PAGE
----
The architect Erhardt Gißke

From trained bricklayer to East Berlin’s Director of Construction – Erhardt Gißke (1924–1993) was both the architect of the IHZ and, as Director of Construction, responsible for many of the buildings constructed in East Berlin during the GDR period. He was in charge of construction projects including Stalinallee, the Palace of the Republic and the sport and recreation centre.

After completing his studies at an engineering academy, Gißke worked in a planning department. When the village of Bruchstedt was almost entirely destroyed by a flood in May 1950, the SEDstate authorities appointed Gißke as architect. He was faced with the challenging task of planning a rapid reconstruction programme. It took him just 50 days to complete the organisation. As technical director, Gißke focused on the Stalinallee building project between 1952 and 1956.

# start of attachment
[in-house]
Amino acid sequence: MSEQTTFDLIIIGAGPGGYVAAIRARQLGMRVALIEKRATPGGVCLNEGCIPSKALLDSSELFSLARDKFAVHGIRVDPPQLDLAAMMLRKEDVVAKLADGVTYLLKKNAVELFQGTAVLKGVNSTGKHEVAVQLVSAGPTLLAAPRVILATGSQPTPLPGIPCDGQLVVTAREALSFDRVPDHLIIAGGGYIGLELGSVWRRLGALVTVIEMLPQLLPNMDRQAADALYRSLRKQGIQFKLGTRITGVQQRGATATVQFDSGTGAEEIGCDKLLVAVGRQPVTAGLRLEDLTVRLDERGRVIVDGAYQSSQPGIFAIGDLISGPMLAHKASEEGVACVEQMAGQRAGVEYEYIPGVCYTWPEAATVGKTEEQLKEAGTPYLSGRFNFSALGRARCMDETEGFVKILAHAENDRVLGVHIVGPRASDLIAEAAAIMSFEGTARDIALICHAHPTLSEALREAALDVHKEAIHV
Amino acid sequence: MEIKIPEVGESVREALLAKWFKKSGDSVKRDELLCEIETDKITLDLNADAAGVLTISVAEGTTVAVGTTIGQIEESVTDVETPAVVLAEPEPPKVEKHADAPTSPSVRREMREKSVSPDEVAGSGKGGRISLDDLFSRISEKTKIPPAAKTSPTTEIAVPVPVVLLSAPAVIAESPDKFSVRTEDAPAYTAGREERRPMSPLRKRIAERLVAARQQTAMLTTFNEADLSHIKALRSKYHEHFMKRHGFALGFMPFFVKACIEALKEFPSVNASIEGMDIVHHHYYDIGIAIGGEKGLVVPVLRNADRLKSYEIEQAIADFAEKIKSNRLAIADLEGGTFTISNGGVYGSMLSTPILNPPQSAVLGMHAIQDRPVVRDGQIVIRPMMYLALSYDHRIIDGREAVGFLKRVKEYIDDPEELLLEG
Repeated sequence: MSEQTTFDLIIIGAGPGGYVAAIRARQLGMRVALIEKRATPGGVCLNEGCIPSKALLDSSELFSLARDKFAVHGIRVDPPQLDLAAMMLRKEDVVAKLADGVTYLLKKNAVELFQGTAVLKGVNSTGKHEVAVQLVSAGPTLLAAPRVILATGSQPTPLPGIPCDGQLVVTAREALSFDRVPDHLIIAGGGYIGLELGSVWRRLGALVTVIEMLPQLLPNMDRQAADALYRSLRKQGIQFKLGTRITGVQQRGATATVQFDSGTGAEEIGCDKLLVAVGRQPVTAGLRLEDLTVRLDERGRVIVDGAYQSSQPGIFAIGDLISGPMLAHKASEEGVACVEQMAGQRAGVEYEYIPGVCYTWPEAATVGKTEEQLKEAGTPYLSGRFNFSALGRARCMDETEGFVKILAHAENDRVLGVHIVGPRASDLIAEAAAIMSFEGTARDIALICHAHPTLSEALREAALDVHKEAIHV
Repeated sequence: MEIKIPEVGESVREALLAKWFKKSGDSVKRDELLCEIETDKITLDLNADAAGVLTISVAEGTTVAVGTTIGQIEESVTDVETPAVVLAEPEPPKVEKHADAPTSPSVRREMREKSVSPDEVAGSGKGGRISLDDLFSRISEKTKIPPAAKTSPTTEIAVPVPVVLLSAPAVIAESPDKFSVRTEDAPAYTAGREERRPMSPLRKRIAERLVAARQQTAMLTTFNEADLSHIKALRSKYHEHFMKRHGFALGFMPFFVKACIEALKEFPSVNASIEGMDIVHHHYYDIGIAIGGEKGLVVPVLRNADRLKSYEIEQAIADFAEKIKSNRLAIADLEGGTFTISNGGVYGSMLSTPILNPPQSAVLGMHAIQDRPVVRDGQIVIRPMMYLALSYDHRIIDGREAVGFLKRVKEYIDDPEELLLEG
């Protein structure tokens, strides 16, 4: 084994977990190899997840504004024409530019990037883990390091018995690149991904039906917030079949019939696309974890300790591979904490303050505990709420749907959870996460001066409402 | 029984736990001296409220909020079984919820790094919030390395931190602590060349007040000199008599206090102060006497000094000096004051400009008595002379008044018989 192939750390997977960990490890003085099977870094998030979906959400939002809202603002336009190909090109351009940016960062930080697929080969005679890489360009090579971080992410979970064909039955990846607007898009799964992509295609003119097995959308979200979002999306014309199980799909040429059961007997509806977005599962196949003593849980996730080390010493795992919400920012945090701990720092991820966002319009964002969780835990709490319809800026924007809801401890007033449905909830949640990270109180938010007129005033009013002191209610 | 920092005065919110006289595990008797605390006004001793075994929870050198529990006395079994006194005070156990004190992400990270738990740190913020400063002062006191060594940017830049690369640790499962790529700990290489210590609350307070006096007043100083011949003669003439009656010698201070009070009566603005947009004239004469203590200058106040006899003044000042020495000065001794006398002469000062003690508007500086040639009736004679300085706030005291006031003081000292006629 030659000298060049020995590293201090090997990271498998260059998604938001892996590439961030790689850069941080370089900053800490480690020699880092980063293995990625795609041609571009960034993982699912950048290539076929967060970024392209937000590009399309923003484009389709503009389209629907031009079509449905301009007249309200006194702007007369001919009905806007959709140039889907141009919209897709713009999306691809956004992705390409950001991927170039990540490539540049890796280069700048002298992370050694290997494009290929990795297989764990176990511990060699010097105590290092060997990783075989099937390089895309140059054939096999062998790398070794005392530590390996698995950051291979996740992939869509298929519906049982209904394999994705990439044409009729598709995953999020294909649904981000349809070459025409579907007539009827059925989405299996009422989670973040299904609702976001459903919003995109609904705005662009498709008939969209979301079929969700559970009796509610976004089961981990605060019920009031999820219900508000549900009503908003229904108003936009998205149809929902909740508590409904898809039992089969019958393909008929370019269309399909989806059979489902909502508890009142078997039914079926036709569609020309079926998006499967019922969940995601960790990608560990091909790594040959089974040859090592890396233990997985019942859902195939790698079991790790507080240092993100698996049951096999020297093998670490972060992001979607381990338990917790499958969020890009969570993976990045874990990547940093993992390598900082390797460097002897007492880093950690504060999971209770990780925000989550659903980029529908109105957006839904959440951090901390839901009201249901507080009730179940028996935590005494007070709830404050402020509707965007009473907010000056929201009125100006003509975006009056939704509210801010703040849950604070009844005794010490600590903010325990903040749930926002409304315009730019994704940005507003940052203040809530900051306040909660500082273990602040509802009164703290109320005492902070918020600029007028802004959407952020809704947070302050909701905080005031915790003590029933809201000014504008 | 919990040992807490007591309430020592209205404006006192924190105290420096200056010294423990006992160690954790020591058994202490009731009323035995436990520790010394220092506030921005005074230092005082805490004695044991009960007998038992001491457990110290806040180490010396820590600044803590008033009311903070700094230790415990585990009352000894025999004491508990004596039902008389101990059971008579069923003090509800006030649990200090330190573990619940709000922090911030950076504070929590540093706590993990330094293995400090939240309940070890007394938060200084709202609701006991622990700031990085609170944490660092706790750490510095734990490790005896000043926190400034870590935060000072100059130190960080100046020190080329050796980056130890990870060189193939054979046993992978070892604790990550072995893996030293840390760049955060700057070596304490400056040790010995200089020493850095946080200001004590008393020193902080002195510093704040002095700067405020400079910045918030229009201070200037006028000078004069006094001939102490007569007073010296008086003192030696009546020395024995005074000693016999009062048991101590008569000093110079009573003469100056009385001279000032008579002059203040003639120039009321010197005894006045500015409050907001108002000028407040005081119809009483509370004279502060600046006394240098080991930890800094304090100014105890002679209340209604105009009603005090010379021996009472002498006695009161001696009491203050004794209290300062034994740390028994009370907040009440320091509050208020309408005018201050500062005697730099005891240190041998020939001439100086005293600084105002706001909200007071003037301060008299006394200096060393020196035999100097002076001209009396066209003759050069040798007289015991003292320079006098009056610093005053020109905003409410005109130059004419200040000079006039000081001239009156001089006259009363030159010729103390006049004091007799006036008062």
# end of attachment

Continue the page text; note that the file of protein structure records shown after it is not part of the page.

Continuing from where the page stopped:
In 1956, Gißke was appointed as deputy to Berlin’s chief architect, Hermann Henselmann. In this position, his responsibility was confined to implementing Henselmann’s urban development plans and architectural projects.

In recognition of his work, the Berlin city authorities appointed Erhardt Gißke as Director of Construction in 1958. The next highlight of his career came in 1964, when he was appointed as Director of the Institute of Industrial Construction at the Bauakademie. This position as the Director of the “Special Projects for the City of Berlin” Construction Department allowed him to work on many prestigious buildings in Berlin.



The IHZ tower was built in the 1970s, under the direction of Professor Gißke. It was renovated in the 1990s and two sister buildings were added in early 2000. Central, distinctive, modern: the IHZ is one of the best business locations in Berlin. Anyone who works here has a panoramic view of Berlin – right in the centre of the action and high above the city’s rooftops.